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In "Revelation", what is meant by "abysmal"?
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Middle School Teacher
The “abysmal life-giving knowledge” is that Mrs. Turpin has a sobering and deep revelation about how she has been living her life.
The word abysmal has a double meaning. It can mean depressing, but it can also mean deep like looking into an abyss.
A red glow suffused them. They appeared to pant with a secret life. Until the sun slipped finally behind the tree line, Mrs. Turpin remained there with her gaze bent to them as if she were absorbing some abysmal life-giving knowledge.
Mrs. Turpin has been accustomed to thinking of herself as better than everyone else. She always knows more than everyone else. She thinks of herself first. It never occurs to her that she may not be the be-all-and-end-all. When she meets the fat girl in the doctor’s office, her life is changed. She gets a wake-up call in the form of a book thrown at her head and some cutting remarks.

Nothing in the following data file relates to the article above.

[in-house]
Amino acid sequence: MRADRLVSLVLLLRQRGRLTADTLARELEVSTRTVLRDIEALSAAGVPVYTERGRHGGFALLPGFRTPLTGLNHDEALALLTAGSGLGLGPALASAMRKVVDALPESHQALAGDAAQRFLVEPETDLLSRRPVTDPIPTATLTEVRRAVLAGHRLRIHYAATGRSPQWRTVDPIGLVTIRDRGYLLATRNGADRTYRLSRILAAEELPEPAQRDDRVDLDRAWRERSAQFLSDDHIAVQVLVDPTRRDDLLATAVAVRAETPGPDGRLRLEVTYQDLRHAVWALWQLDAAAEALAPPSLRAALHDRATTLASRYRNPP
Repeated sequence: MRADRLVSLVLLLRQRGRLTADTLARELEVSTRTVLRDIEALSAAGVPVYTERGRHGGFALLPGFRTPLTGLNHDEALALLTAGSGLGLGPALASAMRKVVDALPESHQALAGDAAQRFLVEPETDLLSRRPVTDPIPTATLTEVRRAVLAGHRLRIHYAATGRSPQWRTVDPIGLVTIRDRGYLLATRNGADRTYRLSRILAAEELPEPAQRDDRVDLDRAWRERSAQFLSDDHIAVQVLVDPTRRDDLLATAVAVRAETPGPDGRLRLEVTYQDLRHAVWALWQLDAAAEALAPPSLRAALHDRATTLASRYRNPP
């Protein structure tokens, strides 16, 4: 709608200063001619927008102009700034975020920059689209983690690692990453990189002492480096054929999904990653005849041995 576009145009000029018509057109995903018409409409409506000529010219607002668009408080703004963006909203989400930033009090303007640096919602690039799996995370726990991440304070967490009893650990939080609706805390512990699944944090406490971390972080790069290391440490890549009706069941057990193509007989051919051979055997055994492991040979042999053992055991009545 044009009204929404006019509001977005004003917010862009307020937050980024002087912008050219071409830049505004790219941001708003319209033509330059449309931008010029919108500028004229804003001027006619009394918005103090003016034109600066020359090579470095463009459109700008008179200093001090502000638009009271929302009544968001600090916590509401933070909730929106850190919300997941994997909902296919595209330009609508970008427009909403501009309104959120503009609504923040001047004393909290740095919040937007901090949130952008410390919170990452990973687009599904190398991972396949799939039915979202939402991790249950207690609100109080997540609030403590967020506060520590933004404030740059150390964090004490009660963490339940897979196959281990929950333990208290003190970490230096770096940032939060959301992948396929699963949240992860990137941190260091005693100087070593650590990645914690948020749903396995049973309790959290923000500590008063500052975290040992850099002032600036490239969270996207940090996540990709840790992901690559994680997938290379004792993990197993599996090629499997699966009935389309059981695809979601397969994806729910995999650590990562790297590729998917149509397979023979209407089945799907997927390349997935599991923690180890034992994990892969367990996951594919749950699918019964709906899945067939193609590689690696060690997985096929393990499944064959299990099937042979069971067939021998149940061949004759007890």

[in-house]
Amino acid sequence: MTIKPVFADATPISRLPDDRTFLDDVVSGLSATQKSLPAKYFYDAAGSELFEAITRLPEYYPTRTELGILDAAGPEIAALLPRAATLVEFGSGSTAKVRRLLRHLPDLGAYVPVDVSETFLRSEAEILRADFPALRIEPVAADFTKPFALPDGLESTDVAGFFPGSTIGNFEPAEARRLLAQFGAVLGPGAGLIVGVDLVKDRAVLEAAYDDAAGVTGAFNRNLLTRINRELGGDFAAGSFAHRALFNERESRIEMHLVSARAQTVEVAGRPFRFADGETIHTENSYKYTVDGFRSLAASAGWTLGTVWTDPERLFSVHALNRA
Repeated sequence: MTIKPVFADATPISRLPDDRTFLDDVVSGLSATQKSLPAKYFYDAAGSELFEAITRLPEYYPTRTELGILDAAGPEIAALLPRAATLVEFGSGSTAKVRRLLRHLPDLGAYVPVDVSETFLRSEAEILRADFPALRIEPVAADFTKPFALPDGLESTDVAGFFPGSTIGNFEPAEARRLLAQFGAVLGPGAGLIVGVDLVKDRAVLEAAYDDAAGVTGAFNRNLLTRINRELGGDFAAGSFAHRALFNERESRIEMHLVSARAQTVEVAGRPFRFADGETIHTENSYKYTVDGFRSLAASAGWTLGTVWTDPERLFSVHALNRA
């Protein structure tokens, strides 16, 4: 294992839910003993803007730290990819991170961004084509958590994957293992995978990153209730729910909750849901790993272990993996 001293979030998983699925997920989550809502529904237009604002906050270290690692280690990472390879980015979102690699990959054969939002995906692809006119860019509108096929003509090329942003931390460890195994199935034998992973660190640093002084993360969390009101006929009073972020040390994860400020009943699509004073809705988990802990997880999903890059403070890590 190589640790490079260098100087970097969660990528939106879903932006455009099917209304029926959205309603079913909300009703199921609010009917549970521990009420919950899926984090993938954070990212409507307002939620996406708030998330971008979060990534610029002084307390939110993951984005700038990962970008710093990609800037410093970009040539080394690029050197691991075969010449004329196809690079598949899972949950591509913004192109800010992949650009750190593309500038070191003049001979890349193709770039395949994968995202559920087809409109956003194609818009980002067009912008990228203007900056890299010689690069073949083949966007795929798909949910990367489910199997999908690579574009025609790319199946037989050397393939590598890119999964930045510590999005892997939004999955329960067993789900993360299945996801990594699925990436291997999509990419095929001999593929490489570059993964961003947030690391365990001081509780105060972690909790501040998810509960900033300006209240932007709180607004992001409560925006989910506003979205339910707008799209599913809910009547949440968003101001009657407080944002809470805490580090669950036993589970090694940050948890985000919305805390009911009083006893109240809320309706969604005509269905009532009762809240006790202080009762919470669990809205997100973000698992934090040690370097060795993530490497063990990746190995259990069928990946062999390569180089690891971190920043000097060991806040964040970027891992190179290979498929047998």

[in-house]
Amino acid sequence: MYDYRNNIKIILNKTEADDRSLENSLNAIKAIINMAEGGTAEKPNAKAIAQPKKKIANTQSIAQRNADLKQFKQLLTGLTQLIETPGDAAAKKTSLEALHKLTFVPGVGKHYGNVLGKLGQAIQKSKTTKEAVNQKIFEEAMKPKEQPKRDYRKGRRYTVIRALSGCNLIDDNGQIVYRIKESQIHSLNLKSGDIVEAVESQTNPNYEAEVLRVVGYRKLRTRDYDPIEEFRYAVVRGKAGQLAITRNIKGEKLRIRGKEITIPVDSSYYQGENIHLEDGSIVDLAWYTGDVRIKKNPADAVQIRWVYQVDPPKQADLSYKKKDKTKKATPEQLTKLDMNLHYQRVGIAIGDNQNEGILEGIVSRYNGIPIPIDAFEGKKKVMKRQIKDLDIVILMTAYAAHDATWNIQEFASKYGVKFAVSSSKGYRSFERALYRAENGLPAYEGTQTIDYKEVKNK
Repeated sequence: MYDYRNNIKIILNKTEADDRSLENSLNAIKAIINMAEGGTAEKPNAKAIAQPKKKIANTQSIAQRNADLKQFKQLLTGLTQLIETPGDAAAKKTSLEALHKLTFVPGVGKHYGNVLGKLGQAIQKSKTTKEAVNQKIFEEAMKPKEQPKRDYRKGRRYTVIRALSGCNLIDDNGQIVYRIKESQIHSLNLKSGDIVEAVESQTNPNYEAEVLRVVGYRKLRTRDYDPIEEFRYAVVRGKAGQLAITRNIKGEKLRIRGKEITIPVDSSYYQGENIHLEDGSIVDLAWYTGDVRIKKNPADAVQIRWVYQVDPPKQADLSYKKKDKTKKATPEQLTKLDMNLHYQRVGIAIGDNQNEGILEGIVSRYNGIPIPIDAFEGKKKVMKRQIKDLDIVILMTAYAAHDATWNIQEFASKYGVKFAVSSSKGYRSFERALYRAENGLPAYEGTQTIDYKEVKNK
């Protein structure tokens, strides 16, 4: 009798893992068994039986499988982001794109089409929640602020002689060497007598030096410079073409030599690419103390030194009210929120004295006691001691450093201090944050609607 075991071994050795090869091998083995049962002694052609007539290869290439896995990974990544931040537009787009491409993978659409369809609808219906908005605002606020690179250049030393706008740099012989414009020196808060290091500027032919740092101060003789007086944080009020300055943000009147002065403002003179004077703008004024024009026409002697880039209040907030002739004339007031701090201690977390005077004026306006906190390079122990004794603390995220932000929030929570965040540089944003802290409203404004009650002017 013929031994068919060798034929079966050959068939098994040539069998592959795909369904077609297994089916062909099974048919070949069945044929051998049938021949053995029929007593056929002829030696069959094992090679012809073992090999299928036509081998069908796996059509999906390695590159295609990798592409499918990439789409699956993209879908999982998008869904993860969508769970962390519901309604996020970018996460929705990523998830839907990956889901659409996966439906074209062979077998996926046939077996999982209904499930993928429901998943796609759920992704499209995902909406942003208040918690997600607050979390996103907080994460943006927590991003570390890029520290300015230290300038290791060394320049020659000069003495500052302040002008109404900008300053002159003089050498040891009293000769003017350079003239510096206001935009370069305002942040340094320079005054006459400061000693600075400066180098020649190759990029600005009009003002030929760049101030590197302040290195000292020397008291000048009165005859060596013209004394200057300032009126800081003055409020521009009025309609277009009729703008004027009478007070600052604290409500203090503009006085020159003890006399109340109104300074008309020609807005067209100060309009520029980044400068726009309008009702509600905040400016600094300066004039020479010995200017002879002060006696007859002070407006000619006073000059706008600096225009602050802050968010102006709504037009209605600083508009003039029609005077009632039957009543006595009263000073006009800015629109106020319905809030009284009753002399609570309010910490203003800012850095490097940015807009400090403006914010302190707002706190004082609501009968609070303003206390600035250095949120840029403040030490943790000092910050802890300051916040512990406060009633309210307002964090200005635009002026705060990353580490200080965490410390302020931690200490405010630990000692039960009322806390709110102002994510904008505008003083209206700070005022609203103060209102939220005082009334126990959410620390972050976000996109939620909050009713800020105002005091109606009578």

When the girl throws the book, Mrs. Turpin has an almost religious experience. She” held her breath, waiting, as for a revelation. “It is as if she knows that what the girl is about to say to her is important.
"Go back to hell where you came from, you old wart hog," she whispered.
At this point, the girl smiles because the message has “ struck its target” and reached Mrs. Turpin.
Apparently it did. The book was on human development. Mrs. Turpin develops and grows as a result of the experience. She seems to see the world as if for the first time, and realizes that she is going to go to Heaven now, even if she was not about to before.
The double meaning of the word “abysmal” is a clever way to add ambiguity to the story. It could be interpreted as either meaning, or both meanings at the same time. She might have been depressed by it, or she might have been enlightened by it. Which one depends on whether you are pessimistic or optimistic about human nature.
Posted by litteacher8 on January 31, 2013 at 6:31 PM (Answer #1)
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